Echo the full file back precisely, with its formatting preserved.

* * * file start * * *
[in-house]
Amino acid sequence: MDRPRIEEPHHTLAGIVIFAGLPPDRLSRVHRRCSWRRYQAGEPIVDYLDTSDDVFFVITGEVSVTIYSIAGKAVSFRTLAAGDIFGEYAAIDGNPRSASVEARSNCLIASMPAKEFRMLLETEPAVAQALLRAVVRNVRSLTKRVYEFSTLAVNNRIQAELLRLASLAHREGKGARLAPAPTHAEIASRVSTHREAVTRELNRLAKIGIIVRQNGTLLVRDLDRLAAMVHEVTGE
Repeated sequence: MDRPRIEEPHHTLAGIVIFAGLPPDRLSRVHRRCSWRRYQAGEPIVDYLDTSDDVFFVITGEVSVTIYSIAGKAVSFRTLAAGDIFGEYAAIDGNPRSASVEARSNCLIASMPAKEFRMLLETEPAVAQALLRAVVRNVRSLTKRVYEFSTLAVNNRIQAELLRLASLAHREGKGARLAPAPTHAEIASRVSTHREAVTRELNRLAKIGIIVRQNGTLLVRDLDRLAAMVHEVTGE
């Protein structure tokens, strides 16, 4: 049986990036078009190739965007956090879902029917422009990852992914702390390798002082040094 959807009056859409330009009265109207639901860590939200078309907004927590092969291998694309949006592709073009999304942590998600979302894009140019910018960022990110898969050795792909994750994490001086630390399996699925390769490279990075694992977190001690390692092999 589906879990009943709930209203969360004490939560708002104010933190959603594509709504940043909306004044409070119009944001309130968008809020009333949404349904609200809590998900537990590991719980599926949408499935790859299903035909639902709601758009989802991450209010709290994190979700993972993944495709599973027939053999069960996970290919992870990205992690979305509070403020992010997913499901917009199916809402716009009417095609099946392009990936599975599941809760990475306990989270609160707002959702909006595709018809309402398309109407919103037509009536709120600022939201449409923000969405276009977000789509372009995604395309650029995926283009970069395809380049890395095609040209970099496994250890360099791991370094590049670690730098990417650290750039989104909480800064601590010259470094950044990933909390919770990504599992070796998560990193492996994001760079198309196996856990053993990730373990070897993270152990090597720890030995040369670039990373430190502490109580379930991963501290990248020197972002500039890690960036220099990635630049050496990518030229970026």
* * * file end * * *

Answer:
[in-house]
Amino acid sequence: MDRPRIEEPHHTLAGIVIFAGLPPDRLSRVHRRCSWRRYQAGEPIVDYLDTSDDVFFVITGEVSVTIYSIAGKAVSFRTLAAGDIFGEYAAIDGNPRSASVEARSNCLIASMPAKEFRMLLETEPAVAQALLRAVVRNVRSLTKRVYEFSTLAVNNRIQAELLRLASLAHREGKGARLAPAPTHAEIASRVSTHREAVTRELNRLAKIGIIVRQNGTLLVRDLDRLAAMVHEVTGE
Repeated sequence: MDRPRIEEPHHTLAGIVIFAGLPPDRLSRVHRRCSWRRYQAGEPIVDYLDTSDDVFFVITGEVSVTIYSIAGKAVSFRTLAAGDIFGEYAAIDGNPRSASVEARSNCLIASMPAKEFRMLLETEPAVAQALLRAVVRNVRSLTKRVYEFSTLAVNNRIQAELLRLASLAHREGKGARLAPAPTHAEIASRVSTHREAVTRELNRLAKIGIIVRQNGTLLVRDLDRLAAMVHEVTGE
């Protein structure tokens, strides 16, 4: 049986990036078009190739965007956090879902029917422009990852992914702390390798002082040094 959807009056859409330009009265109207639901860590939200078309907004927590092969291998694309949006592709073009999304942590998600979302894009140019910018960022990110898969050795792909994750994490001086630390399996699925390769490279990075694992977190001690390692092999 589906879990009943709930209203969360004490939560708002104010933190959603594509709504940043909306004044409070119009944001309130968008809020009333949404349904609200809590998900537990590991719980599926949408499935790859299903035909639902709601758009989802991450209010709290994190979700993972993944495709599973027939053999069960996970290919992870990205992690979305509070403020992010997913499901917009199916809402716009009417095609099946392009990936599975599941809760990475306990989270609160707002959702909006595709018809309402398309109407919103037509009536709120600022939201449409923000969405276009977000789509372009995604395309650029995926283009970069395809380049890395095609040209970099496994250890360099791991370094590049670690730098990417650290750039989104909480800064601590010259470094950044990933909390919770990504599992070796998560990193492996994001760079198309196996856990053993990730373990070897993270152990090597720890030995040369670039990373430190502490109580379930991963501290990248020197972002500039890690960036220099990635630049050496990518030229970026």